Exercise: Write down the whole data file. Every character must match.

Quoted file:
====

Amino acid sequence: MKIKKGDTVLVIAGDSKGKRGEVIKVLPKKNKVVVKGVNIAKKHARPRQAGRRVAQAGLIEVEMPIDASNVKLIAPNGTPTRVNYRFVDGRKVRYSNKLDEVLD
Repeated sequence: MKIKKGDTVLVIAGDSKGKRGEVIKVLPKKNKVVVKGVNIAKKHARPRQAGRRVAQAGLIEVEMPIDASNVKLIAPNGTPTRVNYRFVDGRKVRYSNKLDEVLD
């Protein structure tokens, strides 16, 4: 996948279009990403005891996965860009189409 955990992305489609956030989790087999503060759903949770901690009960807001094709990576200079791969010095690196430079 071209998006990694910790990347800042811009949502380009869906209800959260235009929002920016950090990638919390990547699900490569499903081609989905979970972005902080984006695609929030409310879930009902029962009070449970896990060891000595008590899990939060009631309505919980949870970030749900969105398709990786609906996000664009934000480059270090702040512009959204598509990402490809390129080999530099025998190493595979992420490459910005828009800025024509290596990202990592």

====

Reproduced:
Amino acid sequence: MKIKKGDTVLVIAGDSKGKRGEVIKVLPKKNKVVVKGVNIAKKHARPRQAGRRVAQAGLIEVEMPIDASNVKLIAPNGTPTRVNYRFVDGRKVRYSNKLDEVLD
Repeated sequence: MKIKKGDTVLVIAGDSKGKRGEVIKVLPKKNKVVVKGVNIAKKHARPRQAGRRVAQAGLIEVEMPIDASNVKLIAPNGTPTRVNYRFVDGRKVRYSNKLDEVLD
């Protein structure tokens, strides 16, 4: 996948279009990403005891996965860009189409 955990992305489609956030989790087999503060759903949770901690009960807001094709990576200079791969010095690196430079 071209998006990694910790990347800042811009949502380009869906209800959260235009929002920016950090990638919390990547699900490569499903081609989905979970972005902080984006695609929030409310879930009902029962009070449970896990060891000595008590899990939060009631309505919980949870970030749900969105398709990786609906996000664009934000480059270090702040512009959204598509990402490809390129080999530099025998190493595979992420490459910005828009800025024509290596990202990592």